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Publication numberUS6966640 B2
Publication typeGrant
Application numberUS 10/684,888
Publication dateNov 22, 2005
Filing dateOct 14, 2003
Priority dateOct 14, 2003
Fee statusLapsed
Also published asUS20050078156
Publication number10684888, 684888, US 6966640 B2, US 6966640B2, US-B2-6966640, US6966640 B2, US6966640B2
InventorsTeng-Kuei Lee
Original AssigneeTeng-Kuei Lee
Export CitationBiBTeX, EndNote, RefMan
External Links: USPTO, USPTO Assignment, Espacenet
Ink cartridge for an ink jet printer
US 6966640 B2
Abstract
An ink cartridge includes an ink supplying member and an ink reservoir which are communicated with each other by a conduit, an ink absorbent body received in an ink-holding zone of the ink supplying member and disposed to discharge the ink held therein in response to activation of a recording head of an ink jet printer, and a conduit having an intake end dipped in the ink in the ink reservoir, and an output end downstream of the inlet port of the ink supplying member such that the ink in the ink reservoir is suctioned through the conduit into the ink supplying member when the recording head is actuated.
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Claims(8)
1. An ink cartridge for supplying ink to a recording head of an ink jet printer, said ink cartridge comprising:
an ink supplying member which defines a supplying chamber for holding the ink therein, and which includes a supplying port that is in fluid communication with said supplying chamber, and that is adapted for passage of the ink therethrough to be supplied to the recording head of the ink jet printer in response to activation of the recording head, and an inlet port that is disposed upstream of said supplying port, said supplying chamber having an ink-flow inducing zone and an ink-holding zone disposed immediately downstream and upstream of said inlet port and said supplying port, respectively;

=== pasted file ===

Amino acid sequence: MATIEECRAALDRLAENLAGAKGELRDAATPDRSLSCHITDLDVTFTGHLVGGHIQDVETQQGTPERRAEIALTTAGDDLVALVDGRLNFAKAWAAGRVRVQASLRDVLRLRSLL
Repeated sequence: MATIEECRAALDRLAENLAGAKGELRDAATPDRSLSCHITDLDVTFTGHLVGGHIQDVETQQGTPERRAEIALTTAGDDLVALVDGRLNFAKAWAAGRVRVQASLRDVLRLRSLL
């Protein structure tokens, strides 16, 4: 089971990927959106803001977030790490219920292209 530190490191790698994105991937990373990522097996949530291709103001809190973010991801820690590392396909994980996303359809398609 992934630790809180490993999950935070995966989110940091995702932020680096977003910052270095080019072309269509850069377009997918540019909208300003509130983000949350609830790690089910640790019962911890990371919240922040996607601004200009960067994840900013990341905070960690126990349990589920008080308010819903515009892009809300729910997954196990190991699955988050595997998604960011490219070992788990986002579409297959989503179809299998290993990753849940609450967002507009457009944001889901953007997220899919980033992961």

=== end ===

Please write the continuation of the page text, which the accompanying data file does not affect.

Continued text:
an ink absorbent body which is made of such a material as to hold the ink in voids thereof by capillary action in a saturated state, and to discharge the ink so that the ink in said voids in response to the activation of the recording head is partially depleted in said ink absorbent body, thereby placing said ink absorbent body in an unsaturated state, said ink absorbent body being configured to be received in said ink-holding zone such that, in the saturated and unsaturated states, said ink-flow inducing zone is air-tightly cut off from said supplying port by said ink absorbent body, and such that, in the unsaturated state, air in said ink-flow inducing zone takes the place of the depleted ink and refills said voids, thereby creating a reduced pressure in said ink-flow inducing zone;
an ink reservoir which contains ink with a liquid level, and which is disposed upstream of said inlet port; and
a conduit having an intake end dipped in the ink below the liquid level, and an output end which is downstream of said intake end, and which is disposed in fluid communication with said inlet port such that, when the reduced pressure is created in said ink-flow inducing zone, the ink in said ink reservoir is suctioned through said conduit into said ink-flow inducing zone to replenish voids with ink, thereby placing said ink absorbent body to the saturated state;
wherein said ink reservoir is formed integrally with and is juxtaposed with said ink supplying member.
2. The ink cartridge of claim 1, wherein said ink supplying member has a bottom wall which is formed with a lower hole that serves as said supplying port, and a first top wall which is spaced apart from said bottom wall in an upright direction, which is formed with a first upper hole that serves as said inlet port, and which cooperates with said bottom wall to define said supplying chamber therebetween such that said ink-flow inducing zone and said ink-holding zone are opposite to each other in the upright direction.
3. The ink cartridge of claim 2, wherein said first top wall has a vent hole which is disposed to communicate said ink-flow inducing zone with the outside, and a cap which is detachably mounted in said vent hole.
4. The ink cartridge of claim 2, wherein said ink absorbent body is formed from a sponge material which has a plurality of pores to serve as the voids.